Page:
I fell into marketing by accident, via online moderation and then as a freelance seeder (= viral marketing). I don’t have any qualifications in marketing, have never studied it, and a year ago would never have had a chance by applying for a marketing job via the ‘normal route’ (i.e. job ads in newspapers, online, etc.). People would simply have looked at my CV, thought me as a ‘professional student’ who has spent far too many years at Universities, with little real-life and real work experience (in terms of 9-5, office job). However, once I got in there by accident, and got a taste for it, I knew I wanted to work in marketing or advertising as a ‘dream job’ (= with high levels of job satisfaction). Thus, I started applying for good jobs in that area, with my professional experience in marketing only just under a year.
5. Start at the bottom if necessary
In most of the jobs that I’ve done that had ‘career progression’ opportunities, I was offered them pretty quickly after joining (in the crucial freelance job as seeder, I was offered double pay and a standard 16-20h a week about 2 months after I started, and a full-time position 3 months thereafter). I.e. it doesn’t matter if you start at the bottom, for relatively little money. If you’re good, people will recognise it and you can progress pretty quickly. Thus, you can ‘jump’ a few stages of your career without a massive CV with loads of experience in the area.
The only two adversities to this:
a. you have financial commitments that mean you can’t possibly start from the bottom
b. you work in the public sector or in another heavily regulated sector. I got my ‘big break’ in the private sector and a chaotic, unregulated small agency.
6. Sell yourself – Be confident – Know what you want
Don’t be afraid. Don’t be too docile. Many people in the workplace, particularly in my new workplace, are quite happy to accept the status quo. They accept shitty computers, rubbish strategies, and high prices quoted by people who they think have authority on the subject matter. I don’t mean to advise to be a rebel and challenge authority in a destructive manner. What I’m advising is to stand out a bit, making your voice heard, and be visible so that people know who you are. This applies to any professional environment – be it your dream job or some rubbish job, as well as when attending job interviews. Generate a professionally confident persona that knows what s/he’s talking about. Don’t be too friendly, approachable, or laid-back.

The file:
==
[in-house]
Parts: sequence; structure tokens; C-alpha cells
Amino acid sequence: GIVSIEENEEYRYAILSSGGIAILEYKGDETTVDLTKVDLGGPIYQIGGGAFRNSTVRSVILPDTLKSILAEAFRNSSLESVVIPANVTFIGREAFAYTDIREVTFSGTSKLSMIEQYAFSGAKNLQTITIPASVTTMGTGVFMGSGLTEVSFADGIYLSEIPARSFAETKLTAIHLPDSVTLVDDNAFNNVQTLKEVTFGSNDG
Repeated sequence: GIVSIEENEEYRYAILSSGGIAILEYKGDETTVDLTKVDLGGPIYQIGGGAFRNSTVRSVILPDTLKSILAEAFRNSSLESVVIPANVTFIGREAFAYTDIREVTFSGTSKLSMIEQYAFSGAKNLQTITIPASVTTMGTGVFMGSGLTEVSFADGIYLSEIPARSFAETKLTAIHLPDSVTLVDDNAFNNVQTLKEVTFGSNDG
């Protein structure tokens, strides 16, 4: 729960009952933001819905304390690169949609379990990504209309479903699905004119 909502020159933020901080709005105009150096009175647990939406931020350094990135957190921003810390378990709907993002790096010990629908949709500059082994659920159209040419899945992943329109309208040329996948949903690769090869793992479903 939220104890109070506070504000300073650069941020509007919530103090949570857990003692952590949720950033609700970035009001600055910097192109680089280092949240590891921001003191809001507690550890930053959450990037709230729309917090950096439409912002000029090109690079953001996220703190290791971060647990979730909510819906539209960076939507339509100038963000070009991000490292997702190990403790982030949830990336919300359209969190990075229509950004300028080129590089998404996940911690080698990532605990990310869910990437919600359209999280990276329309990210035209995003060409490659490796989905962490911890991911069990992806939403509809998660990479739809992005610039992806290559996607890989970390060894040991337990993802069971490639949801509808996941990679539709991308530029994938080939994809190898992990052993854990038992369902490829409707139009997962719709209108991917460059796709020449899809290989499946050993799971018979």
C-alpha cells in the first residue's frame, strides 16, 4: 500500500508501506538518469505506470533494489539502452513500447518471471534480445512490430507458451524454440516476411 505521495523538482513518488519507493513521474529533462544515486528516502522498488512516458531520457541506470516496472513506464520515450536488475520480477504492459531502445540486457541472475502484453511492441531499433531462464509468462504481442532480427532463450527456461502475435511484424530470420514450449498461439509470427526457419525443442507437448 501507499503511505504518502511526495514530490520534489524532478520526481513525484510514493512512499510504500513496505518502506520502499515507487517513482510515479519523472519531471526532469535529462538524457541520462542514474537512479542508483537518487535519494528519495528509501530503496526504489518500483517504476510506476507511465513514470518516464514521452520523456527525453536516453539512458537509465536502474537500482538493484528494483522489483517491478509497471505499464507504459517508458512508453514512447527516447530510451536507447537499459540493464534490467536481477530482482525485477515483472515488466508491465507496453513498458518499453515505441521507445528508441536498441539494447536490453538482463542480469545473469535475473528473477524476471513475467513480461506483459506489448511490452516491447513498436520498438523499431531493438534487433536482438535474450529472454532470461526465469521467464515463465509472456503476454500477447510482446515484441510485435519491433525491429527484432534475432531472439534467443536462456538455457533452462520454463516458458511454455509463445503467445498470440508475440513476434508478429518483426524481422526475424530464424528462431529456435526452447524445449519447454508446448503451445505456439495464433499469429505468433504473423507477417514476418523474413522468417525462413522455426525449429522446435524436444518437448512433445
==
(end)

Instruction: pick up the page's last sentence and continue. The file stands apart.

7. Make sure your CV is spot-on
There mustn’t be any errors or spelling/grammar mistakes on your CV, especially, if you’re applying for a professional job involving written communication of any kind (be it emails, reports, strategies, etc.). I used to recruit in my past job, and when you have 100 applicants for, say, 3 positions, you eliminate those with errors straight away (that’s what the delete button is for). While other recruiters may not be as harsh as myself, submitting a CV with errors of any sort makes a candidate look either careless, or stupid. With so much competition, the basics need to be right.
I was going to write another 3 points, to make up 10, but I can’t be bothered! The post is too long as it is 😛 .